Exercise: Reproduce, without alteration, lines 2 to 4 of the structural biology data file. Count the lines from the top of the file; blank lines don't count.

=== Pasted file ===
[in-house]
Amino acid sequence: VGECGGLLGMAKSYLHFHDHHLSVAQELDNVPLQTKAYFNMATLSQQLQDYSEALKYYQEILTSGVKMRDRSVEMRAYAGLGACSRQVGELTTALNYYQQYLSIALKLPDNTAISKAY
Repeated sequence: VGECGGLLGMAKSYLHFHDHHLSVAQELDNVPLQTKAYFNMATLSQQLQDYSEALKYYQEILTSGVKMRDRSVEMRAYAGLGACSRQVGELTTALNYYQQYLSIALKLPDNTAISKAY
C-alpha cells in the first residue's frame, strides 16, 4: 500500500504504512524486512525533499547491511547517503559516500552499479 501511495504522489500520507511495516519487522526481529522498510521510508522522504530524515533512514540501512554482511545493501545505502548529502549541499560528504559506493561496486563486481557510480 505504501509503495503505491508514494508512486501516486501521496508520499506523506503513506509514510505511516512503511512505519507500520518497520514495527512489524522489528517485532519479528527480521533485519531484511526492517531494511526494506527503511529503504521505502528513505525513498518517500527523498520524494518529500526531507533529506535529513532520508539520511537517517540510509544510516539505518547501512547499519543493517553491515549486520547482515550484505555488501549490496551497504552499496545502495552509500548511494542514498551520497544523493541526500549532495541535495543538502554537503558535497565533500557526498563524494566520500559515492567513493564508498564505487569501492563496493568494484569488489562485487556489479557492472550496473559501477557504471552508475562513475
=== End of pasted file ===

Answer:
Amino acid sequence: VGECGGLLGMAKSYLHFHDHHLSVAQELDNVPLQTKAYFNMATLSQQLQDYSEALKYYQEILTSGVKMRDRSVEMRAYAGLGACSRQVGELTTALNYYQQYLSIALKLPDNTAISKAY
Repeated sequence: VGECGGLLGMAKSYLHFHDHHLSVAQELDNVPLQTKAYFNMATLSQQLQDYSEALKYYQEILTSGVKMRDRSVEMRAYAGLGACSRQVGELTTALNYYQQYLSIALKLPDNTAISKAY
C-alpha cells in the first residue's frame, strides 16, 4: 500500500504504512524486512525533499547491511547517503559516500552499479 501511495504522489500520507511495516519487522526481529522498510521510508522522504530524515533512514540501512554482511545493501545505502548529502549541499560528504559506493561496486563486481557510480 505504501509503495503505491508514494508512486501516486501521496508520499506523506503513506509514510505511516512503511512505519507500520518497520514495527512489524522489528517485532519479528527480521533485519531484511526492517531494511526494506527503511529503504521505502528513505525513498518517500527523498520524494518529500526531507533529506535529513532520508539520511537517517540510509544510516539505518547501512547499519543493517553491515549486520547482515550484505555488501549490496551497504552499496545502495552509500548511494542514498551520497544523493541526500549532495541535495543538502554537503558535497565533500557526498563524494566520500559515492567513493564508498564505487569501492563496493568494484569488489562485487556489479557492472550496473559501477557504471552508475562513475